Brazil international Hulk is set to join Shanghai SIPG in the coming days in a deal valued at €55 million from Zenit St. Petersburg.
The versatile forward, 29, scored 56 goals in 97 Russian Premier League games for his former side following a similarly successful spell with FC Porto and has also represented his country on 48 occasions since his 2009 debut.
However, at €55 million (before considering a reported €20 million-per-year salary), he will become the new most expensive player in Asian football history—a record already broken this year on three occasions by Ramires, Jackson Martinez and Alex Teixeira. It is doubtful this record will last for long.
There is no doubt the CSL has garnered increased attention as a result of the recent high-profile purchases, but not all of the coverage has been positive. Indeed, the league has become a byword for overspending of fees and salary across many parts of the football media. Unfair criticism of a developing league? Not really when they continue to overpay by such amounts.
When Teixeira joined Suning, for example, it was pointed out that for €10 million more the company could have bought a 50% stake in Shakhtar and moved Teixeira anyway—while also obtaining control of the club’s other assets. Regardless of headlines, they also did not ‘beat’ Liverpool to his signature. Liverpool simply regarded the quoted €50 million fee as ridiculous—quite rightly so.
Hulk has already arrived in Shanghai. pic.twitter.com/GFoF5C0t3E
— TransferMarkt China (@asaikana) June 29, 2016
Hulk in many ways is a similar case. He has done well in Russia and Portugal, but his reputation remains mixed at the very highest level.
In Brazil, despite approaching a half-century of international appearances, there are many who insist he is not worthy of a role in the national team. He has never managed to turn that tide of opinion in his favour with his only international goals of note coming against Argentina and Chile.
For the CSL, though, it is easy to see the attraction. He is versatile, scores goals and possesses strong individual ability, pace and strength. He will find the back of the net in China and, initially at least, his presence will certainly intimidate. Will he turn SIPG into league winners over the next 18 months? That would seem less likely.
One only needs look at SIPG’s last crazy money capture, Asamoah Gyan, to see how the CSL bears little respect for reputation.
Injuries have affected the Ghanaian (as they did at Al Ain, which raises major questions about the purchase), but he has still managed 20 games over the past year. Has he made an impact in that time? Not particularly.
Seven goals is a reasonable return for most players, but when you are on in excess of $250,000 each week it is not good enough and it appears SIPG are more than willing to move him on at the first opportunity.
Should he leave, Gyan will doubtless be regarded as one of the biggest wastes of money in Super League history. Luckily for him, Jackson Martinez is on track to spare his blushes.
Indeed, the CSL’s history of marquee signings is poor at best. Nicolas Anelka and Didier Drogba’s time at Shanghai Shenhua was mired by off-the-pitch issues; Lucas Barrios, Alberto Gilardino and Alessandro Diamanti all failed to register a splash at Guangzhou Evergrande; Yakubu was decent in spells for Guangzhou R&F while Renato Augusto and Burak Yilmaz have barely got going at Beijing Guoan this campaign.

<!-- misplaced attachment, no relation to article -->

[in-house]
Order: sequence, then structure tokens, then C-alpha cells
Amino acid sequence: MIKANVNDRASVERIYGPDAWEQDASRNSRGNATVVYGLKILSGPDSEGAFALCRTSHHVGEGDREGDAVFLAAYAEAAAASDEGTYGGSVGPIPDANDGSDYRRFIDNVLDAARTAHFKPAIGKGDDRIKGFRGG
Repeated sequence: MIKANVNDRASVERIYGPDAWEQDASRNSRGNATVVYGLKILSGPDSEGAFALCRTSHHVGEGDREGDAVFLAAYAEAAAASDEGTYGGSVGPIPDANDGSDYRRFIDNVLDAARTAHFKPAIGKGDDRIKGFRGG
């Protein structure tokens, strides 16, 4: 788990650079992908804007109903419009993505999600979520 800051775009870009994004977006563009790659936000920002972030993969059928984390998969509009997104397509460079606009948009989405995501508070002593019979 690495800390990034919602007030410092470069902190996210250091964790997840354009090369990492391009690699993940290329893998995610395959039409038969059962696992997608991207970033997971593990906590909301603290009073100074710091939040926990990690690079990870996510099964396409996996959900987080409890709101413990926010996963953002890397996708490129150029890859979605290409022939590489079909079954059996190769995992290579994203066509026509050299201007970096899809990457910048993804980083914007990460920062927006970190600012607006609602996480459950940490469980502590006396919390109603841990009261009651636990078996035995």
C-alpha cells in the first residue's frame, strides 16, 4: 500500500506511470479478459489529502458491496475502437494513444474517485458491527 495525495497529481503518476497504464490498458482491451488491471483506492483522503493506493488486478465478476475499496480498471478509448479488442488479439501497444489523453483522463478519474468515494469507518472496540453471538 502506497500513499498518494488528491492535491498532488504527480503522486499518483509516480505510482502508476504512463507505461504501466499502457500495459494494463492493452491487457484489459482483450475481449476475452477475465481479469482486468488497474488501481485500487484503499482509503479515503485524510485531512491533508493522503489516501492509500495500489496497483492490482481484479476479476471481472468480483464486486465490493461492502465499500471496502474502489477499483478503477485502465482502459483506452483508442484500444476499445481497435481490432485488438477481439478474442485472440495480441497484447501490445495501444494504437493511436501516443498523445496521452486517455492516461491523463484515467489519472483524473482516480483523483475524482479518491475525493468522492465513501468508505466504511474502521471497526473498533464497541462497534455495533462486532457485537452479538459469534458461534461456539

When it comes to performing in China, there is far more to being successful than just turning up and hoping. Indeed, it is often outside of the player’s control.
Hulk, like Gyan, Gervinho or Demba Ba, will score goals due to his physical attributes and individual ability. But he will need more than just to find the net every other game to be regarded as a success. He must bring trophies to Shanghai and he must grab headlines on a consistent basis.
In general, Chinese football cares simply for results. Those being signed are not those who will pull up the level of Chinese players or who can organise a side. They are soloists, with the Chinese players simply expected to provide the backing harmonies as the hunt for a hit record continues. Until that changes, expectations on foreign players will remain sky high—as will the transfer fees.
Talk of reducing the foreign player quota to 3+1 next season was recently heralded as good for the game in China. That must be the hope, but the danger is it will simply lead to ever more expensive local players and higher salaries for the fewer overseas talents.
Hulk’s arrival is undoubtedly a further sign of the CSL’s improving financial pulling power, but it is irrelevant if the fundamentals do not change.
We all know it will take time to bring through better Chinese players, improve facilities and coaching, but that must continue to be the main aim. It is what the country wants, but it doesn’t bring the immediate results that an owner throwing tens of millions of dollars at a club demands.
Until that point, signing the likes of Hulk will remain the footballing equivalent of parking a Lamborghini outside a house infested with dry-rot. It looks good on the surface, but you open yourself up to closer attention and the danger of ridicule.
The CSL is treading a fine-line between the need to boost its profile and appearing to be veering off course into the realms of Football Manager-inspired splurges that demonstrate little more than a willingness to burn (or clean) money.
For the sake of SIPG’s fans and a club which was founded upon principles of youth developement, it must be hoped Hulk’s arrival is more than just a short-term massaging of another owner’s ego.
It could undoubtedly be a brilliant capture, but having been around Chinese football for a while, the safe money is being placed on very little changing for SIPG or the CSL as a whole.
Sorry Hulk. Please feel free to prove me wrong.
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